17__MediaDialogue__pic2,property=InhaltsbildFrom November 9 to 11, around 25 German and U.S. journalists and climate policy experts met at the Aspen Wye Conference Center on the Chesapeake Bay in Maryland to discuss the climate policy in Europe and the U.S. in view of the upcoming Copenhagen climate summit. The event was part of the Transatlantic Climate Bridge, and it not only aimed at providing journalists with the latest facts and figures on the summit but gave the participants the opportunity to exchange their views on the public debate in their respective countries, the status quo of the legislative process in Germany and the U.S., and the impact of climate change and respective policies on the economy and the international security, among others.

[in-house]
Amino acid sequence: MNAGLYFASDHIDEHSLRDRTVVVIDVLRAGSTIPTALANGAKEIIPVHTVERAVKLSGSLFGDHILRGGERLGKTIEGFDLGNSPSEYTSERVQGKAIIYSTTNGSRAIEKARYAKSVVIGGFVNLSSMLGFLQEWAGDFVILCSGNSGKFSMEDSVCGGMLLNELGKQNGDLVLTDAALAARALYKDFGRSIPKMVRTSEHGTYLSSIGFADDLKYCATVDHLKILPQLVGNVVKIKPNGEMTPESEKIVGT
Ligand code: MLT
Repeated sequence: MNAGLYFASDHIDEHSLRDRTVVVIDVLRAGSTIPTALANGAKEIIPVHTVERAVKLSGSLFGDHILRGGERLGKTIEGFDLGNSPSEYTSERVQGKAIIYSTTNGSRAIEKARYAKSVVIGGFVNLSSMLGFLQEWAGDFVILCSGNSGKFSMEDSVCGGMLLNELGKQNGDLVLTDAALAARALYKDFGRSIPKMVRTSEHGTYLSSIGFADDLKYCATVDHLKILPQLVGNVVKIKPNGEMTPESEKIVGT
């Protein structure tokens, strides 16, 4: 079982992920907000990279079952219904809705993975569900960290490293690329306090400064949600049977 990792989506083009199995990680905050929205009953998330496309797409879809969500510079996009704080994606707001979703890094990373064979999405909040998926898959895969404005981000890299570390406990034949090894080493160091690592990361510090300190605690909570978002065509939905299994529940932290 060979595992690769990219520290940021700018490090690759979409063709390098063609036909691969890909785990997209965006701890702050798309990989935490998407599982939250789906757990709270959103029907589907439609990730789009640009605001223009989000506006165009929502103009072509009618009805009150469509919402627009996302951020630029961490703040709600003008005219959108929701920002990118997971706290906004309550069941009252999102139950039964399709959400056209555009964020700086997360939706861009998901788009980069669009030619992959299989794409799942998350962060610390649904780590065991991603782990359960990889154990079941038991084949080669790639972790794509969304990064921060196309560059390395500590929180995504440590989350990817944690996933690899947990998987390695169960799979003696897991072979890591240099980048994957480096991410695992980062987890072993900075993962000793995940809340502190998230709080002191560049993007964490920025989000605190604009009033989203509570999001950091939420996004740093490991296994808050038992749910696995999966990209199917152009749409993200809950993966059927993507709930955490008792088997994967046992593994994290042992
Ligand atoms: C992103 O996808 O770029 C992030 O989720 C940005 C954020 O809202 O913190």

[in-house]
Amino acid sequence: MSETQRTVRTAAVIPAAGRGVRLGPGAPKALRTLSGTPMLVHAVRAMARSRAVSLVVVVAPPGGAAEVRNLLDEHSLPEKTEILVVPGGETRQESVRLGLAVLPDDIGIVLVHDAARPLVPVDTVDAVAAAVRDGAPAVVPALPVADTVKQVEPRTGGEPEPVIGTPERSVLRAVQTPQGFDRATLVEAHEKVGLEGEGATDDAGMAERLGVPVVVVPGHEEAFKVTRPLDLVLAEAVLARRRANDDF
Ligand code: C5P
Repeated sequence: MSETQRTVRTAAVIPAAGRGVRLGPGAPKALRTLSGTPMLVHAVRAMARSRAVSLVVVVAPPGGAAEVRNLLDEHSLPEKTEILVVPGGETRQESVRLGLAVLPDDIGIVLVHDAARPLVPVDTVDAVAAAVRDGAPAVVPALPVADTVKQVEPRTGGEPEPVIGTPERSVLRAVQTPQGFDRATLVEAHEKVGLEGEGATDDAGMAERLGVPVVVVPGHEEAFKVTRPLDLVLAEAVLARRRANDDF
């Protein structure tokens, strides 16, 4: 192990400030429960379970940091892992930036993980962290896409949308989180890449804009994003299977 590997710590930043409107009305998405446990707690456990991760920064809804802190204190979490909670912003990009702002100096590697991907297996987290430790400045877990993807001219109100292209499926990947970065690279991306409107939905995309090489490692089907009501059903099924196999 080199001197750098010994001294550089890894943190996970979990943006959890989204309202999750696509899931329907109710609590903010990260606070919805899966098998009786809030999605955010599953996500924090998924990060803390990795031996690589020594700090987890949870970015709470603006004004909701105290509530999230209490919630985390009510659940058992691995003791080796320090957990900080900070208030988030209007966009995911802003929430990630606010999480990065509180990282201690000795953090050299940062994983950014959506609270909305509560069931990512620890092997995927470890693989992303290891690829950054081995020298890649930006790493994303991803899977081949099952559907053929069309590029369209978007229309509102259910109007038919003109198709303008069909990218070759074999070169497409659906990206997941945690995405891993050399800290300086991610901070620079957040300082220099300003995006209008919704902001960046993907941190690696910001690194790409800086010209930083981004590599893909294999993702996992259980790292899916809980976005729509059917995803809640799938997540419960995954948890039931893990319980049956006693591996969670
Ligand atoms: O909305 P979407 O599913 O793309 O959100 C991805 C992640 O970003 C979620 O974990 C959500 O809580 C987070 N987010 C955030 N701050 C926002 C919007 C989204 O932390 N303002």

The World Looks to Americans and Europeans

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Nov 042009
Photo courtesy of Jonathan Ernst/Reuters
Photo courtesy of Jonathan Ernst/Reuters

As a former Minister of the Environment turned Chancellor, Angela Merkel had already proven those wrong who surmised that environment positions are a dead end to high-rising political aspirations; now she became only the second German politician (after Konrad Adenauer, the first head of a German government after the Second World War, in 1957) who received the honor to address the U.S. Congress; and as a widely respected leader on environmental issues who is, at the same time, the leader of a conservative party, she would be well positioned to appeal to cautious Republicans when talking about climate change and energy reformation—at least I had hoped so in a recent interview with Reuters.